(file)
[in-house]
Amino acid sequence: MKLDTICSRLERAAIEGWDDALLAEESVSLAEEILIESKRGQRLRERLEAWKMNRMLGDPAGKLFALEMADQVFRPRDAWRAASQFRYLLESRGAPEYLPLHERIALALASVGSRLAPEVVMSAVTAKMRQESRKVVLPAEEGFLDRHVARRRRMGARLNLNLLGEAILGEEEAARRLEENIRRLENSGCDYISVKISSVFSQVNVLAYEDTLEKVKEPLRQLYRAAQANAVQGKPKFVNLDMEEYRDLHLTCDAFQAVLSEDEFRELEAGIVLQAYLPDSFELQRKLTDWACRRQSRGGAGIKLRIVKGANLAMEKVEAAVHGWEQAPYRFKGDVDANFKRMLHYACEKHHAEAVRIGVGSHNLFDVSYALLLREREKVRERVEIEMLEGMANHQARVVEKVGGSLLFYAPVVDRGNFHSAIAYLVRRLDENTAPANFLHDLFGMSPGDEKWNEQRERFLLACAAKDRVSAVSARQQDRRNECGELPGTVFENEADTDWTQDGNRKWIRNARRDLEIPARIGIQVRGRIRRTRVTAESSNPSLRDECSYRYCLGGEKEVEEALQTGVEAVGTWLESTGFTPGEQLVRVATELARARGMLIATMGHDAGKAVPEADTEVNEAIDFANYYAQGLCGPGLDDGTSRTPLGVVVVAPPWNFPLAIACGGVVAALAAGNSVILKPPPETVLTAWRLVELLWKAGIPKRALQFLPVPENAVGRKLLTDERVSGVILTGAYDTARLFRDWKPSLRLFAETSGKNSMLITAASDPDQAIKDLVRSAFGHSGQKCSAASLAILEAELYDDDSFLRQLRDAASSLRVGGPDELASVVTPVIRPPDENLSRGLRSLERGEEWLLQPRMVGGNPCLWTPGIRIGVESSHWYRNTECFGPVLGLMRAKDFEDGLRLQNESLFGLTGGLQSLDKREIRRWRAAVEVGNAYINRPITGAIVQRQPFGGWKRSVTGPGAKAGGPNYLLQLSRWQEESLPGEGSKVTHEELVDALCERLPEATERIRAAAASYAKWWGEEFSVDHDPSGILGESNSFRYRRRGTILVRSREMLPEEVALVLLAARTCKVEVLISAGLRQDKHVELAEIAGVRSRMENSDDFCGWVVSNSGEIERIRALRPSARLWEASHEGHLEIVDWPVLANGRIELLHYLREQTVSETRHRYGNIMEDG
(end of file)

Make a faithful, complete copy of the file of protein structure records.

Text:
[in-house]
Amino acid sequence: MKLDTICSRLERAAIEGWDDALLAEESVSLAEEILIESKRGQRLRERLEAWKMNRMLGDPAGKLFALEMADQVFRPRDAWRAASQFRYLLESRGAPEYLPLHERIALALASVGSRLAPEVVMSAVTAKMRQESRKVVLPAEEGFLDRHVARRRRMGARLNLNLLGEAILGEEEAARRLEENIRRLENSGCDYISVKISSVFSQVNVLAYEDTLEKVKEPLRQLYRAAQANAVQGKPKFVNLDMEEYRDLHLTCDAFQAVLSEDEFRELEAGIVLQAYLPDSFELQRKLTDWACRRQSRGGAGIKLRIVKGANLAMEKVEAAVHGWEQAPYRFKGDVDANFKRMLHYACEKHHAEAVRIGVGSHNLFDVSYALLLREREKVRERVEIEMLEGMANHQARVVEKVGGSLLFYAPVVDRGNFHSAIAYLVRRLDENTAPANFLHDLFGMSPGDEKWNEQRERFLLACAAKDRVSAVSARQQDRRNECGELPGTVFENEADTDWTQDGNRKWIRNARRDLEIPARIGIQVRGRIRRTRVTAESSNPSLRDECSYRYCLGGEKEVEEALQTGVEAVGTWLESTGFTPGEQLVRVATELARARGMLIATMGHDAGKAVPEADTEVNEAIDFANYYAQGLCGPGLDDGTSRTPLGVVVVAPPWNFPLAIACGGVVAALAAGNSVILKPPPETVLTAWRLVELLWKAGIPKRALQFLPVPENAVGRKLLTDERVSGVILTGAYDTARLFRDWKPSLRLFAETSGKNSMLITAASDPDQAIKDLVRSAFGHSGQKCSAASLAILEAELYDDDSFLRQLRDAASSLRVGGPDELASVVTPVIRPPDENLSRGLRSLERGEEWLLQPRMVGGNPCLWTPGIRIGVESSHWYRNTECFGPVLGLMRAKDFEDGLRLQNESLFGLTGGLQSLDKREIRRWRAAVEVGNAYINRPITGAIVQRQPFGGWKRSVTGPGAKAGGPNYLLQLSRWQEESLPGEGSKVTHEELVDALCERLPEATERIRAAAASYAKWWGEEFSVDHDPSGILGESNSFRYRRRGTILVRSREMLPEEVALVLLAARTCKVEVLISAGLRQDKHVELAEIAGVRSRMENSDDFCGWVVSNSGEIERIRALRPSARLWEASHEGHLEIVDWPVLANGRIELLHYLREQTVSETRHRYGNIMEDG